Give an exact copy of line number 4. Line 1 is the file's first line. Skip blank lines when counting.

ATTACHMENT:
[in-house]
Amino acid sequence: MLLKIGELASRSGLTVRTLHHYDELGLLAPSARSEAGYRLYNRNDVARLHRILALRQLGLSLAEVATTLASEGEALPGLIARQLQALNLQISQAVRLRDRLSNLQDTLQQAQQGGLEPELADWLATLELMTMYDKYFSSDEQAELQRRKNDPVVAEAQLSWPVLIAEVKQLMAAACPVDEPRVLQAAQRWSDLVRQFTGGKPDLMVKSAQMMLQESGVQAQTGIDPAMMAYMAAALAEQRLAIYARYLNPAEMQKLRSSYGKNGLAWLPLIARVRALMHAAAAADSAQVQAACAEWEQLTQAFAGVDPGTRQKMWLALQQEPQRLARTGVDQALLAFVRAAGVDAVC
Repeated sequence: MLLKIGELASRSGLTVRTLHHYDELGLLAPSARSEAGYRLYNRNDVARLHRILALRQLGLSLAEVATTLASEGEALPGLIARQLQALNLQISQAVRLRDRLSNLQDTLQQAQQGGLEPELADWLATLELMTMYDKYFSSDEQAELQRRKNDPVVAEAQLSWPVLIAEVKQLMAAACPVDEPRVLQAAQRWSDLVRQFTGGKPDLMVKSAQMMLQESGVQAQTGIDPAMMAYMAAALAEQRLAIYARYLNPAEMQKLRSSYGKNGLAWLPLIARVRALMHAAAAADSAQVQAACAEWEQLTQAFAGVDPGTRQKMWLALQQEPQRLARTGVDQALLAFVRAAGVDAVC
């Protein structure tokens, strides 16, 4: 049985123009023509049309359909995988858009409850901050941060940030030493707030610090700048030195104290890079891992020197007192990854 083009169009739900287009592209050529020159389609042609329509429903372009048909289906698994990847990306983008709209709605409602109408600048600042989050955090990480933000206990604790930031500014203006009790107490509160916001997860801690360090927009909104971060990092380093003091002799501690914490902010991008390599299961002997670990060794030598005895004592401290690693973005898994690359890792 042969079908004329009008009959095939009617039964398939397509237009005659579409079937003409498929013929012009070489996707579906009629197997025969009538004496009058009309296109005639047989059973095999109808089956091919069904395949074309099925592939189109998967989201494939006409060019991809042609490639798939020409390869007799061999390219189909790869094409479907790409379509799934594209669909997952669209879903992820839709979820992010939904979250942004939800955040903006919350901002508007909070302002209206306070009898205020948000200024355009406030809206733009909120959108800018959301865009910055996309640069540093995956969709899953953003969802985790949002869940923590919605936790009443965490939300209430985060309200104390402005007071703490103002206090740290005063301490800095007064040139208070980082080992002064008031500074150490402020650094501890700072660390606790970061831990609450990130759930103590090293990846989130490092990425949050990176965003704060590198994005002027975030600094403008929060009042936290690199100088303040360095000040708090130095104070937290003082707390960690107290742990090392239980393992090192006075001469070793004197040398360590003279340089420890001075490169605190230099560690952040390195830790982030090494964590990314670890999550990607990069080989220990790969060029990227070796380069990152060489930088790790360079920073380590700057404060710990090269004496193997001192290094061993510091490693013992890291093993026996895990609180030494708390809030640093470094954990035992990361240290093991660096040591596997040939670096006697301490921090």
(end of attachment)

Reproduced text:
């Protein structure tokens, strides 16, 4: 049985123009023509049309359909995988858009409850901050941060940030030493707030610090700048030195104290890079891992020197007192990854 083009169009739900287009592209050529020159389609042609329509429903372009048909289906698994990847990306983008709209709605409602109408600048600042989050955090990480933000206990604790930031500014203006009790107490509160916001997860801690360090927009909104971060990092380093003091002799501690914490902010991008390599299961002997670990060794030598005895004592401290690693973005898994690359890792 042969079908004329009008009959095939009617039964398939397509237009005659579409079937003409498929013929012009070489996707579906009629197997025969009538004496009058009309296109005639047989059973095999109808089956091919069904395949074309099925592939189109998967989201494939006409060019991809042609490639798939020409390869007799061999390219189909790869094409479907790409379509799934594209669909997952669209879903992820839709979820992010939904979250942004939800955040903006919350901002508007909070302002209206306070009898205020948000200024355009406030809206733009909120959108800018959301865009910055996309640069540093995956969709899953953003969802985790949002869940923590919605936790009443965490939300209430985060309200104390402005007071703490103002206090740290005063301490800095007064040139208070980082080992002064008031500074150490402020650094501890700072660390606790970061831990609450990130759930103590090293990846989130490092990425949050990176965003704060590198994005002027975030600094403008929060009042936290690199100088303040360095000040708090130095104070937290003082707390960690107290742990090392239980393992090192006075001469070793004197040398360590003279340089420890001075490169605190230099560690952040390195830790982030090494964590990314670890999550990607990069080989220990790969060029990227070796380069990152060489930088790790360079920073380590700057404060710990090269004496193997001192290094061993510091490693013992890291093993026996895990609180030494708390809030640093470094954990035992990361240290093991660096040591596997040939670096006697301490921090």